If you are an average American, then you are probably not saving enough. As already discussed in my article on how your net worth compares, Americans are woefully behind in preparing for retirement.
Everyone should have the goal to achieve financial independence at some point in their lives. For some, it will be at 67, when they reach full social security and pension benefit age. For others, it will be at 35 due to their hard work, discipline, and maybe a little good luck.
The sad fact is that many people will never achieve financial independence at any age and don’t even have an idea of how much money they will need or even how far behind they really are!
The 4% Rule of Thumb
Planning for retirement may seem very complex, but it doesn’t have to be. While you’ll never know exactly how much money you will need to achieve financial independence, you can certainly estimate a number pretty closely and that’s where the 4% rule of thumb comes in.
Research has shown that based on historical stock and bond portfolio returns, withdrawing money from your investment portfolio at a rate of 4% the first year and then increasing that amount by the rate of inflation in subsequent years will give you a very high probability of that money lasting for 30 years. So, what does this mean to you and me?
You’ll need a lot of money to achieve financial independence. Do you think you’ll need to be a millionaire to retire? No…you’ll need to be a multi-millionaire! That’s depressing but true. Due to inflation, being a millionaire isn’t what it used to be. If you live in a high cost of living city, it’s very likely that unless you have a very generous pension and don’t start drawing social security until you are receiving the maximum, then you will need several million to retire.
Here’s the math using the 4% rule of thumb. If you want to live off $40,000 a year in retirement, then you will need $1,000,000 of investable assets. If you want or need to live off $80,000 a year in retirement, then you will need $2,000,000. Once you start receiving Social Security, you will not need to pull as much from your portfolio and/or if you have a pension from work or other passive income, that will help as well. Otherwise, the rest is on you and your portfolio.
I ran some numbers to illustrate the point. What’s interesting about these calculations is that the percentages work the same no matter how much money you make. In the example below, I used a household income of $100,000 for simplicity and a 5% real rate of return.
Using these assumptions, if you save 20% of your income, it will take you almost 36 years to reach your savings target at which time you will be able to maintain your lifestyle indefinitely. If your household income is only $50,000 or $60,000 or $70,000 and you save 20% of your income, it doesn’t make any difference, it will still take you almost 36 years to reach your savings target.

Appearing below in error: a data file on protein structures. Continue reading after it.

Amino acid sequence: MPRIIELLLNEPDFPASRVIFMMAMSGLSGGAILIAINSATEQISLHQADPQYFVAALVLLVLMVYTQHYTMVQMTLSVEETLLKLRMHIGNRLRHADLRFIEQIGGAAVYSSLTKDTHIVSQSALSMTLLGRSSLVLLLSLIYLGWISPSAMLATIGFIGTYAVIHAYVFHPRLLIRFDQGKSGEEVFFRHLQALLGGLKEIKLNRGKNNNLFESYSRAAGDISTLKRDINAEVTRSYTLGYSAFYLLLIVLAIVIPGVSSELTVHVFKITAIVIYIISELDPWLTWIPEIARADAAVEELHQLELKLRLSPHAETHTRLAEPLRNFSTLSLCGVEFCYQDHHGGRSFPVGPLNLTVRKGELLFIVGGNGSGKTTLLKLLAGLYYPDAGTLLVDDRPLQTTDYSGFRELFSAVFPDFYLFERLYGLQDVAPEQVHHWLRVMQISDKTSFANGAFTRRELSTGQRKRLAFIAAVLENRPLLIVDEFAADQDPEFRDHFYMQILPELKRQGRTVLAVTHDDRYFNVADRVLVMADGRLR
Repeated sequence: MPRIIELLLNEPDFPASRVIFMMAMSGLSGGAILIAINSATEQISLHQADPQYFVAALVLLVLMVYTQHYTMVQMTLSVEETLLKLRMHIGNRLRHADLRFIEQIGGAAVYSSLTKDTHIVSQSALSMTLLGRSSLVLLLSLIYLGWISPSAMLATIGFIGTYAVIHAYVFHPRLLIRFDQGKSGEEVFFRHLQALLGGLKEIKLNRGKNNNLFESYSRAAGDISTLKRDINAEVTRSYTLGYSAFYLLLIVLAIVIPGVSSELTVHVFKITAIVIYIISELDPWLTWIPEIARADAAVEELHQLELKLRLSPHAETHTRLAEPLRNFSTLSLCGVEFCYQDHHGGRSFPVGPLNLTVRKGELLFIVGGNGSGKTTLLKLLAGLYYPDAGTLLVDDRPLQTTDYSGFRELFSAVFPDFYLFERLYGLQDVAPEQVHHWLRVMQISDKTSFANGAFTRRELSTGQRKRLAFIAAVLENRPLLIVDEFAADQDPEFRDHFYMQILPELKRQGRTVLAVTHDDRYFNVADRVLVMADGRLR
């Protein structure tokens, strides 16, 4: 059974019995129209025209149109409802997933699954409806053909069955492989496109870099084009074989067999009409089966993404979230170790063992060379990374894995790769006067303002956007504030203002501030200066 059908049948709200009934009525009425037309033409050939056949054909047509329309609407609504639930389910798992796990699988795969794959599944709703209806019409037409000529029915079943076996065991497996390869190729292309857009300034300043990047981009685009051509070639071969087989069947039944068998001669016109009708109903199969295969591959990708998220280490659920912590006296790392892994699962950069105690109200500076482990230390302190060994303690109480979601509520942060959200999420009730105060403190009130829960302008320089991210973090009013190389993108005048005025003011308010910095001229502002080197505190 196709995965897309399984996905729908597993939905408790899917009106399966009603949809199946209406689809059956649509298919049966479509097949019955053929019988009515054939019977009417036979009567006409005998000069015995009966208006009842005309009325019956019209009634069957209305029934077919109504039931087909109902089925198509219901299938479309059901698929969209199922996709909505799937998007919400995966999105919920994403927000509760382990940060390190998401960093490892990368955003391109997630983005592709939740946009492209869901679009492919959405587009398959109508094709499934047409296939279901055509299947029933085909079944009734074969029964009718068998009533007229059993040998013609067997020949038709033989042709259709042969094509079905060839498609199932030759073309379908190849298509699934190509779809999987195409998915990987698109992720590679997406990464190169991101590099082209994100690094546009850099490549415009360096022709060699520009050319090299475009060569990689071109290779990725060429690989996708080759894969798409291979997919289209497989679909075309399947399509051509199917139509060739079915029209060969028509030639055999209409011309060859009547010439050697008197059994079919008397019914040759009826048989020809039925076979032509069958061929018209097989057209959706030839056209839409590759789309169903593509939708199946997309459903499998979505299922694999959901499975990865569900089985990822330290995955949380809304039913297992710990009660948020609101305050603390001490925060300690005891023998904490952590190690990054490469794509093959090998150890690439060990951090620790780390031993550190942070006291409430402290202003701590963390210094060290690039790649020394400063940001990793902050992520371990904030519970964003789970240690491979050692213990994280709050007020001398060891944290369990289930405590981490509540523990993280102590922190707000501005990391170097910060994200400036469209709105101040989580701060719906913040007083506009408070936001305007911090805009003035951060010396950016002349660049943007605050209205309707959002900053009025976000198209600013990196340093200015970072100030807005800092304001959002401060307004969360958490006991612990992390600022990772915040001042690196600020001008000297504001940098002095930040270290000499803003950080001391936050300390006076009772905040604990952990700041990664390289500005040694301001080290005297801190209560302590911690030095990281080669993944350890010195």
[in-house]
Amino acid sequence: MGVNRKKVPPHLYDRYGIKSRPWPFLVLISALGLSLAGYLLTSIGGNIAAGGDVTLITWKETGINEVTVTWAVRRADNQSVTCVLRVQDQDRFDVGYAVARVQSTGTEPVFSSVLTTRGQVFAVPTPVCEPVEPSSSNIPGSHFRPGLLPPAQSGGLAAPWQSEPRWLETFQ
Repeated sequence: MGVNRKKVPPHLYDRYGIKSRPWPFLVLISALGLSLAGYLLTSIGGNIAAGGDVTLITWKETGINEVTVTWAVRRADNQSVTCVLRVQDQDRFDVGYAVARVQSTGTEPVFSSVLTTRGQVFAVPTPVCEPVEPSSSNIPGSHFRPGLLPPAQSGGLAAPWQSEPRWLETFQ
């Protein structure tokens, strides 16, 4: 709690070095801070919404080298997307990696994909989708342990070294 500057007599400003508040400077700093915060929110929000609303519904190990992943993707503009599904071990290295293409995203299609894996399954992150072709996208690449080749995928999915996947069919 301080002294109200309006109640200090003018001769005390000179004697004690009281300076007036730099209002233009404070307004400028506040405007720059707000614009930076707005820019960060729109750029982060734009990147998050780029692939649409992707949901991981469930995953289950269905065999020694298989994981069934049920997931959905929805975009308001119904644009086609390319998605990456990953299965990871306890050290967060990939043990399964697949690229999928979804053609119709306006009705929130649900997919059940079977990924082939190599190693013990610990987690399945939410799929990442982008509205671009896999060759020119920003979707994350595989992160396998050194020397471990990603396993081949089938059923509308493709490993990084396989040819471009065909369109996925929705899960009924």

The amount you make doesn’t matter, it’s your savings rate that determines when you will reach financial independence. That’s why your savings rate is so important. Check out the table below for different savings rates:
Why Savings Rates Are So Important
Savings rates are so important because they not only indicate how much you are saving, but they are inversely related to your annual expenses. If you saved 20% of your income, then you spent 80% – common sense, right? You’ll see in the table above, that if you make $100,000 a year and save 10%, you are spending $90,000 a year.
If you make the same $100,000 a year and save 30%, then you are living off $70,000 a year. That’s a big difference and will get you to financial independence almost 23 years sooner. The big question then is, how much should you be saving?
Appropriate Savings Rates
The short answer for how much you should be saving is as much as you can. But in reality, we all have lives to lead and bills to pay. We want to enjoy dinners out with friends and family and maybe travel a little too, so you can’t save all your money.
Here’s my advice and what I would tell my kids or anyone else that asked. Start saving 20% of your gross income with your first job out of college. Put 10% in retirement savings or the minimum required to get the full company 401k match, if that is an option for you, whichever is greater.
Use the remainder of the 20% to save up an emergency fund and after that is funded, start saving for a down-payment on a house or apartment. If you have credit card debts or loans, then you should pay for that out of your other 80% and pay them down as quickly as possible. Save more if you can and still enjoy your youth!
Take your savings percentage up by 1% each year and you will be in good fiscal shape. If you’re already in your 30’s or 40’s, then you should be well north of a 20% savings rate by now and if you want to reach financial independence before traditional retirement age, I’d recommend you push it north of 40% to even have a shot at making it.
As part of our financial independence plan, we have been taking our savings rate up consistently for the past few years. In 2015 we were up to a 25% savings rate and I’m hoping to have it up to 30% in the next few years.
What is your current savings rate? Do you think it is high enough? What other factors should I include in my savings rate table to make it more helpful?